What does the ‘super deduction’ mean for dental practices?News
Posted by: The Probe 29th April 2021
The Chancellor unveiled a so-called super deduction first year capital allowance of 130% in the recent budget. This temporary break is available for new qualifying plant and machinery purchased by companies between 1 April 2021 and 31 March 2023.
This is the first time that the government has introduced a rate of capital allowances relief that exceeds 100%, with few exclusions in terms of the kinds of plant and machinery for which it can be used to make it an attractive measure.
In practical terms this means that if a company spends, say, £10,000 in eligible expenditure, they may claim a deduction against their taxable profits of £13,000. Since the rate of corporation tax is 19%, this is a potential tax saving of £2,470 (19% of £13,000) that would not otherwise have been available.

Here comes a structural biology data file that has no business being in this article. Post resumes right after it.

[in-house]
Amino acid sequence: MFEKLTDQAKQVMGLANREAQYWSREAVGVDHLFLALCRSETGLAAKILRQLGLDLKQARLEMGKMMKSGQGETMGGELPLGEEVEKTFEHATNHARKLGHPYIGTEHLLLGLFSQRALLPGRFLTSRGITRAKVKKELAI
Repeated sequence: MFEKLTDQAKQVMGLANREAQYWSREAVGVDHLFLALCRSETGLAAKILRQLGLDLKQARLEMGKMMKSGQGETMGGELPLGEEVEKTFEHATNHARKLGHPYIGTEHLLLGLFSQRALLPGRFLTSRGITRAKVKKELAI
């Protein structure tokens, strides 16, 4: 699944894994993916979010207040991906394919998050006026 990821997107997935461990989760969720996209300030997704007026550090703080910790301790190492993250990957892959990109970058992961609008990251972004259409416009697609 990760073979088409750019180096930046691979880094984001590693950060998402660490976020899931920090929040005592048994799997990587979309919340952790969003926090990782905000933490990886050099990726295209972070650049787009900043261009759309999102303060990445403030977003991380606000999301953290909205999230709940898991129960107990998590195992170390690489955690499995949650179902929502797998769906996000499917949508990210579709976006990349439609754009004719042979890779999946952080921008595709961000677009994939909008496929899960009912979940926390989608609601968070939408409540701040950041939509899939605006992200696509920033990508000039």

Whilst the capital allowances legislation does not define ‘plant’ or ‘machinery’, ‘apparatus’ such as dental chairs and other dental equipment, essential in order to practice dentistry, would be considered as plant and machinery for the purposes of the relief.
Stephen Price, Managing Director of Belmont, commented: “Given the limited lifespan of the tax break, companies should start planning now as there’s no better time to invest in new equipment”.
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